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Ankylosing spondylitis is a type of arthritis that commonly affects the joints of the spine. The relationship between ankylosing spondylitis and other diseases has been extensively explored.1 2 Recently, a cohort study in Canada conducted by Aviña-Zubieta et al published in Annals of Rheumatic Diseases disclosed that people with ankylosing spondylitis were at higher risk of venous thromboembolism compared with people without ankylosing spondylitis (HR 1.53, 95% CI 1.16 to 2.01).3 Aviña-Zubieta et al’s study is well performed and is informative to the researchers. Some of my views are shared with the readers as follows. First, the overall incidence of venous thromboembolism was 2.03-fold higher in people with ankylosing spondylitis than in those people without ankylosing spondylitis in Aviña-Zubieta et al’s study (1.56 vs 0.77 per 1000 person-years).3 The attributable risk associated with ankylosing spondylitis was 0.79 per 1000 person-years; that is, removal of ankylosing spondylitis can diminish approximately eight cases of venous thromboembolism per 10 000 person-years of follow-up. Second, another cohort study in the Republic of Korea disclosed that the overall incidence of new onset of atrial fibrillation was 1.54-fold higher in people with ankylosing spondylitis than in those without ankylosing spondylitis (2.32 vs 1.51 per 1000 person-years).4 The attributable risk associated with ankylosing spondylitis was 0.81 per 1000 person-years; that is, removal of ankylosing spondylitis can diminish approximately eight cases of new onset of atrial fibrillation per 10 000 person-years of follow-up. According to the above measurement, ankylosing spondylitis seems to have a similar impact on the risks of venous thromboembolism and new onset of atrial fibrillation. Third, the evidence disclosed that people with ankylosing spondylitis who underwent tumour necrosis factor inhibitor therapy had a higher risk of new onset of atrial fibrillation (HR 1.60, 95% CI 1.02 to 2.39),4 but Aviña-Zubieta et al’s study did not disclose such data. I agree with Aviña-Zubieta et al’s comments that future investigation is needed to clarify the effects of ankylosing spondylitis treatment on the risk of venous thromboembolism. Fourth, ankylosing spondylitis cannot be prevented and is less likely to be eradicated. Currently, the guidelines for stroke prevention in people with atrial fibrillation have been established.5 In addition, it is important to recognise people who have risk factors for venous thromboembolism, including those having cancer, major surgery, major trauma-like fractures and long-term immobilisation.6 Clinicians who participate in the long-time care of people with ankylosing spondylitis should take into consideration the above risk factors when considering the risk of venous thromboembolism. If necessary, pharmacological prophylaxis for venous thromboembolism should be initiated in these high-risk people.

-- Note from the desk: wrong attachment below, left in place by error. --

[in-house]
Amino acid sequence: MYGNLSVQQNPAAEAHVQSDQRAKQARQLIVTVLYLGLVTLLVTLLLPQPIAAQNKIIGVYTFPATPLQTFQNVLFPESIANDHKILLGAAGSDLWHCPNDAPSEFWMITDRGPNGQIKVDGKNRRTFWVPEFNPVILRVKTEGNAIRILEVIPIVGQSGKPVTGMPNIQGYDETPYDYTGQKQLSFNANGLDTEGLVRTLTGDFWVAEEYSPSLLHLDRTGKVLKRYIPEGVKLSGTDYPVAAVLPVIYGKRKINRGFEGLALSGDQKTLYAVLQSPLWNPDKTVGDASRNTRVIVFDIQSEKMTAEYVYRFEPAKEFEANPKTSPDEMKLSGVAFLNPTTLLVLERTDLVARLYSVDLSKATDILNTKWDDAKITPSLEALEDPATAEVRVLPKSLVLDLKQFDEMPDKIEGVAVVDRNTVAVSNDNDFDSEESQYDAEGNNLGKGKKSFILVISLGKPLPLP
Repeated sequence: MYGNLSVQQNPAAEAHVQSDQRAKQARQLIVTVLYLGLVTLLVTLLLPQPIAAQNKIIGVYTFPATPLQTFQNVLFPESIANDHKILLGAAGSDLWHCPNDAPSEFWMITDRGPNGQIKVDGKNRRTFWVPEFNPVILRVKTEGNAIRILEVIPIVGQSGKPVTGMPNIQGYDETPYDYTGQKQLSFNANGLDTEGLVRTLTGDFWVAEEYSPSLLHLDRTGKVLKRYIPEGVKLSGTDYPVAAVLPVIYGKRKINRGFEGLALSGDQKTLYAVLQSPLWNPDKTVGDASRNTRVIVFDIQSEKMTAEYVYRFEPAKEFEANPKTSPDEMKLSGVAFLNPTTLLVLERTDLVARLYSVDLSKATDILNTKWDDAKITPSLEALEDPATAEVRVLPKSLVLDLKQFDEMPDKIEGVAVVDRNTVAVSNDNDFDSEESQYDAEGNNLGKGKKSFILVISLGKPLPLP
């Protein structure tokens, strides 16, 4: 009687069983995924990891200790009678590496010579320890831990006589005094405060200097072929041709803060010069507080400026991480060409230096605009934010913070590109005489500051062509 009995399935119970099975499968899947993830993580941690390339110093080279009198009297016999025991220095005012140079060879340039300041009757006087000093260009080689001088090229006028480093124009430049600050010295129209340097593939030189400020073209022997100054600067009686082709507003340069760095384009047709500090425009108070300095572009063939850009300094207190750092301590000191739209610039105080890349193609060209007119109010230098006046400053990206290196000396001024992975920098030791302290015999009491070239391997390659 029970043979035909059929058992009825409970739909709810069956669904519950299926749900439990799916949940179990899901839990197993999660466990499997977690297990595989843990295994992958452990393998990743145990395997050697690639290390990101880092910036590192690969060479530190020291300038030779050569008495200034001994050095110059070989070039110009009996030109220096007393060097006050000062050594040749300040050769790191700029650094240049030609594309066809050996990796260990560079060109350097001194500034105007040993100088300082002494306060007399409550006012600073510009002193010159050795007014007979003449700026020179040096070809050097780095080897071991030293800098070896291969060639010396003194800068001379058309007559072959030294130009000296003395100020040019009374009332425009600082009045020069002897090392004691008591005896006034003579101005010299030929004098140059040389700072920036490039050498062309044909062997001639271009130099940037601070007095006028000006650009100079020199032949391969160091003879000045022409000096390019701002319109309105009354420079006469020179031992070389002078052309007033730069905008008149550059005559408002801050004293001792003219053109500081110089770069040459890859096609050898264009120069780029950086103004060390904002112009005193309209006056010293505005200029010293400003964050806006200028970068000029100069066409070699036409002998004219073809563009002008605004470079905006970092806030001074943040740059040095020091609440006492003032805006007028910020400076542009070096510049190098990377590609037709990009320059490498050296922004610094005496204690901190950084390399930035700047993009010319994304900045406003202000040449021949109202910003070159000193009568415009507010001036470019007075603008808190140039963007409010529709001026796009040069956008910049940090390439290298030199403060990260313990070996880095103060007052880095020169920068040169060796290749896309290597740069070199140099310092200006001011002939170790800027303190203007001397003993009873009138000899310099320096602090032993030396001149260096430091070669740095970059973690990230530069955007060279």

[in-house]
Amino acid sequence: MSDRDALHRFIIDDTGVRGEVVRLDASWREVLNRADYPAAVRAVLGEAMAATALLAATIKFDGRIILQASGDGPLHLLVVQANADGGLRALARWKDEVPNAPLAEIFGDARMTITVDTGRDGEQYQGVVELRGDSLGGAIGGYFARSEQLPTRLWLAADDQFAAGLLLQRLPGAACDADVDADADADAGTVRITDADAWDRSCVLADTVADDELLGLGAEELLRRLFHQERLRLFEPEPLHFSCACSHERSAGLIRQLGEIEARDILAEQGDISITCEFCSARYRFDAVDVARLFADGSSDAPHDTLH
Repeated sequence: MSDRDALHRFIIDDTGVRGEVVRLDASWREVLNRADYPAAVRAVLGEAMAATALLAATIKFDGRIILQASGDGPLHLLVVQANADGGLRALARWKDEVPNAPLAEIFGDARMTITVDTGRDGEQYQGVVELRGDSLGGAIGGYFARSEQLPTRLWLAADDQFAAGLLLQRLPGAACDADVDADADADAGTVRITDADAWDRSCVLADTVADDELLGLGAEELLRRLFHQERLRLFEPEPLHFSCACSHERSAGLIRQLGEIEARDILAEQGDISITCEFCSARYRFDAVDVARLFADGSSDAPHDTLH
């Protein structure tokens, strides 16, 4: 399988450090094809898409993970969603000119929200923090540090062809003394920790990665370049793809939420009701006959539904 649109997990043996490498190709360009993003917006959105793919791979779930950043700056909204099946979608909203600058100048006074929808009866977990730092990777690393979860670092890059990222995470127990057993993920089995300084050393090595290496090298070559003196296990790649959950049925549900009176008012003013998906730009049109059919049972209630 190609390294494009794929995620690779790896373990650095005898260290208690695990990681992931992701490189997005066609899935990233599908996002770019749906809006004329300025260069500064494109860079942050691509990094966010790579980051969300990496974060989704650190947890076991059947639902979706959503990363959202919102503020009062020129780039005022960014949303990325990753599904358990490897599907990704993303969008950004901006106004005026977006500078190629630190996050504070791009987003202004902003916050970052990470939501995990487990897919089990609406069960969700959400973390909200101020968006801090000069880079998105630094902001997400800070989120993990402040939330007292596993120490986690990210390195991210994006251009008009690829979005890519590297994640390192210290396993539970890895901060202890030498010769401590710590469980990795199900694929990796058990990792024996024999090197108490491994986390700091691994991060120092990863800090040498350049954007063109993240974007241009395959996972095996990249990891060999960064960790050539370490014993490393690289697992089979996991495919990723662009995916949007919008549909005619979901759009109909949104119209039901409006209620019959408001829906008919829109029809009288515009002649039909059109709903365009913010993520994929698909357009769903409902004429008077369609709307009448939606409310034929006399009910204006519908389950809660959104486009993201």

Handling editor Josef S Smolen
Correction notice This article has been corrected since it published Online First. The first affiliation has been updated.
Contributors S-WL contributed to the conception of the article, initiated the draft of the article and approved the final draft submitted.
Funding The authors have not declared a specific grant for this research from any funding agency in the public, commercial or not-for-profit sectors.
Competing interests None declared.
Patient consent for publication Not necessary
Provenance and peer review Not commissioned; internally peer reviewed.
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